Clem’s family has clearly died and Lee takes it upon himself to protect this little eight year old girl. As you progress through the game, you meet many different companions and followers, fan favorites Hershel and Glenn make small appearances in the first episode.
While working with these other survivors Lee and Clem decide to try to get to Savannah, the last known location of Clem’s parents. The real magic of this game comes from your interactions with the other survivors, getting to know who they are, what makes them tick. The writers do an excellent job of endearing the characters to you, the player. They make you love these characters, and then they do an equally excellent job messing with your emotions. Think fast sucker! Carley or Doug dies!
You have exactly three seconds to decide!!! Then you have to live with what you did, or possibly what you helped someone else do. It creates an extremely well balanced flow to the story and really makes you feel every decision you have to make. I remember one situation where you are given four pieces of food and have ten people to feed, these people will not forget who you chose to feed and who went hungry. These are the choices that can bite you in the ass very quickly.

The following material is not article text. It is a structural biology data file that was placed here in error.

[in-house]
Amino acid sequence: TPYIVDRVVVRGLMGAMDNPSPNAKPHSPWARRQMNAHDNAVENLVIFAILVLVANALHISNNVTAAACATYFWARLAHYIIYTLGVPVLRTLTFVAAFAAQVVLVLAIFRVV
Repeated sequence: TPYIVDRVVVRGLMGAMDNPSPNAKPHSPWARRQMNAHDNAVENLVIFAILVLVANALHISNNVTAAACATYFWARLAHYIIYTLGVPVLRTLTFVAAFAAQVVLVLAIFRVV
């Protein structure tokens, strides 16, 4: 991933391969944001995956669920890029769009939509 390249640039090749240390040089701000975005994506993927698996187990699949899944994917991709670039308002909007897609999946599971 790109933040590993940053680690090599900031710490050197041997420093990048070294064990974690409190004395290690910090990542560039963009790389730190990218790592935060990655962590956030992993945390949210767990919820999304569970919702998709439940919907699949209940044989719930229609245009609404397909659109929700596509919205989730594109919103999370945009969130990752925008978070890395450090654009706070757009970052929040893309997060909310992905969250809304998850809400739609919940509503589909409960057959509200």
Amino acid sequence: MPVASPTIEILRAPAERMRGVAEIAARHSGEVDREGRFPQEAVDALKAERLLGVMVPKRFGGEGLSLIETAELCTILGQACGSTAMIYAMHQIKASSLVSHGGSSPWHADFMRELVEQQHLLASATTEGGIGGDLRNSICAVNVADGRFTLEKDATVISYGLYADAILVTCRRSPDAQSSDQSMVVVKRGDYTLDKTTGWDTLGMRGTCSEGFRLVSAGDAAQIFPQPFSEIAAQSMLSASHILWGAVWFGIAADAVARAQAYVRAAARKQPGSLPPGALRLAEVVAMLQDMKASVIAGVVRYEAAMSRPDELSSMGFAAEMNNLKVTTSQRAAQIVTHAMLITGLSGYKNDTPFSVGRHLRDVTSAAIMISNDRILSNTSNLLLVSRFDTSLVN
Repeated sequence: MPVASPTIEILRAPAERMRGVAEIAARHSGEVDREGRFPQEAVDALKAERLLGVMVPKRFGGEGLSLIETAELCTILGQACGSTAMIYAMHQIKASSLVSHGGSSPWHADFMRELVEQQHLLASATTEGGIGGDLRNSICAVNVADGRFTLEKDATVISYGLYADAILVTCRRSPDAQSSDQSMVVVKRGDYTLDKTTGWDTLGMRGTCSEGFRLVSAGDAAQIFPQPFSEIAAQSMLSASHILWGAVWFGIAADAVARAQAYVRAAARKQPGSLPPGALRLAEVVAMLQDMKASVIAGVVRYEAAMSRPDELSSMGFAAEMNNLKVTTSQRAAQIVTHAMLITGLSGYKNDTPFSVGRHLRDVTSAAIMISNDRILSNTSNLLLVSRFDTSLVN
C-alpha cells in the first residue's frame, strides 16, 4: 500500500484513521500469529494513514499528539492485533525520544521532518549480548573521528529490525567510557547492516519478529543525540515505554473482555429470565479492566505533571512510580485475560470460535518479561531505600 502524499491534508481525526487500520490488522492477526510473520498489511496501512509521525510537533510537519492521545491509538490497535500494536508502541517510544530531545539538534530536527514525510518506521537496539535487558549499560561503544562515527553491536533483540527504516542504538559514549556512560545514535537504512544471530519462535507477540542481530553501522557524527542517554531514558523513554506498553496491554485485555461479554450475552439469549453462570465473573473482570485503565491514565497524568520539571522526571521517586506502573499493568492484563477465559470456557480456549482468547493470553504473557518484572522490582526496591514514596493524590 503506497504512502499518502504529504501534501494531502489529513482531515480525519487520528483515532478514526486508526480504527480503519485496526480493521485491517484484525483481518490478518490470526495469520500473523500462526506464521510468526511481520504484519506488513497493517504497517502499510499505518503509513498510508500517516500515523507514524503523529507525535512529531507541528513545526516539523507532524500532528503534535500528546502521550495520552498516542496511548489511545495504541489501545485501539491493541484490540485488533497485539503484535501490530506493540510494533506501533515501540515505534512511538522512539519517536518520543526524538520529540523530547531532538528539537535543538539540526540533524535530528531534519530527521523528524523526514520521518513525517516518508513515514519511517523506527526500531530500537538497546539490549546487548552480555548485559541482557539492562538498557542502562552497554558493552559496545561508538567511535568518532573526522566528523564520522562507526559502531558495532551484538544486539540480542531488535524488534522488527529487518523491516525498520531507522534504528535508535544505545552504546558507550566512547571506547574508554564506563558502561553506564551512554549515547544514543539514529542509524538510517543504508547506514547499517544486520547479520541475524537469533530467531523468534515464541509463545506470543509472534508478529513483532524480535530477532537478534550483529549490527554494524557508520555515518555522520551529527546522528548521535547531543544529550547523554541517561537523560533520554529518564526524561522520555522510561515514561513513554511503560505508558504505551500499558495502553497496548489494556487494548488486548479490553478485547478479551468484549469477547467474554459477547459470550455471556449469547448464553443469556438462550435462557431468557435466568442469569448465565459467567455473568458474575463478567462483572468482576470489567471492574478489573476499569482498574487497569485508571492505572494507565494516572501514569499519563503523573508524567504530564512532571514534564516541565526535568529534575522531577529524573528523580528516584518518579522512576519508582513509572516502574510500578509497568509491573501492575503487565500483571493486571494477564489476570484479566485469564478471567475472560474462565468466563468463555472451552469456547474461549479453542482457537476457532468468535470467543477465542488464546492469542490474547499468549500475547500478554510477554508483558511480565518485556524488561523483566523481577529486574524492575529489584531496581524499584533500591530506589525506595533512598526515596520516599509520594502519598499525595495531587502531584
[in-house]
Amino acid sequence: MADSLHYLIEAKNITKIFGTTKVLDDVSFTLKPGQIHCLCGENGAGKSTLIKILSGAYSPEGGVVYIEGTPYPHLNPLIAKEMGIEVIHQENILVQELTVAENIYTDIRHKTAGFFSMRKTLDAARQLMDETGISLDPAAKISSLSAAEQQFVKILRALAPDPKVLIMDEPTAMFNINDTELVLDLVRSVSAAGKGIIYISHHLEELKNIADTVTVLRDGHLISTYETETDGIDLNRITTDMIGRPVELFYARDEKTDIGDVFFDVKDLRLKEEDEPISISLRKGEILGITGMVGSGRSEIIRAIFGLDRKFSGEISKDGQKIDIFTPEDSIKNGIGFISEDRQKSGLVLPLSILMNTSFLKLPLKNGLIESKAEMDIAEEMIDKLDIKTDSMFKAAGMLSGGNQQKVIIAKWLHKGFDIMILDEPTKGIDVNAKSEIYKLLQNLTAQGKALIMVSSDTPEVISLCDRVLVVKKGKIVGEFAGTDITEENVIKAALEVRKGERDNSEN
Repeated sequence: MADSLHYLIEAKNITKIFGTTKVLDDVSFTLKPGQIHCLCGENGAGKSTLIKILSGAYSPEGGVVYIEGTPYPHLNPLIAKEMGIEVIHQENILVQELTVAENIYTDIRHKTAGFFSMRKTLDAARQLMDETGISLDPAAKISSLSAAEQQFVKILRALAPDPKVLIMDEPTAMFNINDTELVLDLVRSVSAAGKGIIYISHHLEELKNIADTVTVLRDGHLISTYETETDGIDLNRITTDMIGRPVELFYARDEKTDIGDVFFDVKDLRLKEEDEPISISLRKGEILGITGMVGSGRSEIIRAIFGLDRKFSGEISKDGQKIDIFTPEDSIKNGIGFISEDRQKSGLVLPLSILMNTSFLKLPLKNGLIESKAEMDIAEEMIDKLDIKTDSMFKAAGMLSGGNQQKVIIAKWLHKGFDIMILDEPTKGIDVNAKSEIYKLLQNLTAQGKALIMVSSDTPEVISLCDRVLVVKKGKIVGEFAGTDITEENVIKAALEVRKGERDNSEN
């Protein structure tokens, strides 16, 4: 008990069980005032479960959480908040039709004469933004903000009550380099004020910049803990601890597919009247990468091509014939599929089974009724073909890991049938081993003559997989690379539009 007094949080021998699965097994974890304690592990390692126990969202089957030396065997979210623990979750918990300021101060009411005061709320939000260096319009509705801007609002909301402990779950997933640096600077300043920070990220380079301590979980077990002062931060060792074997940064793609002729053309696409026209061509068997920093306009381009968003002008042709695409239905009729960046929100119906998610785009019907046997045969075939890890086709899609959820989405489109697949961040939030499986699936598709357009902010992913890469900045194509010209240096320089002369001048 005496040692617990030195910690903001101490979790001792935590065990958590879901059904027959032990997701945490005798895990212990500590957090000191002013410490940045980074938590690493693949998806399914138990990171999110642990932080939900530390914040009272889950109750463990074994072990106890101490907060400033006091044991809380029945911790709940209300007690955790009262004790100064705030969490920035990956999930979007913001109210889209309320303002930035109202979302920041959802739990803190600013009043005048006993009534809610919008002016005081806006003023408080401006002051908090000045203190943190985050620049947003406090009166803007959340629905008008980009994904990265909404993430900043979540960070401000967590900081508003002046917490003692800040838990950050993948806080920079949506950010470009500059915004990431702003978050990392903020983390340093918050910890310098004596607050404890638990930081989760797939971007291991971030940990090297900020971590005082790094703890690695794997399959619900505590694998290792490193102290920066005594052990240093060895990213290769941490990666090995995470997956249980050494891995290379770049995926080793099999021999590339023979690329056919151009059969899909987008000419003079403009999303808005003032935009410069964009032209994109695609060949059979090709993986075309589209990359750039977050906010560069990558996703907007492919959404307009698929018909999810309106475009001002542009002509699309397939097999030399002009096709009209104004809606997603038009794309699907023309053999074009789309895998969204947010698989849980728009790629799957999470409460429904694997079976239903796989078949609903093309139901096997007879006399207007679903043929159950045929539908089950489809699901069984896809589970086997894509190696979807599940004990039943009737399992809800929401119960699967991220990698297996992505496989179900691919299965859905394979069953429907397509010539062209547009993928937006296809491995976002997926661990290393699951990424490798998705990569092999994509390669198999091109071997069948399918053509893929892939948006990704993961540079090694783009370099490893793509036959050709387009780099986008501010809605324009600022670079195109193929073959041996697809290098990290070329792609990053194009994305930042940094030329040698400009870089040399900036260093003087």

Now I’ll focus a little more on actual game play and design. The episodic format of the series is nothing new to Tell Tale Games, they have been doing it for years with many excellent titles. This however is the first time where you actually get to choose how the game plays out versus other titles where you are following a canned storyline.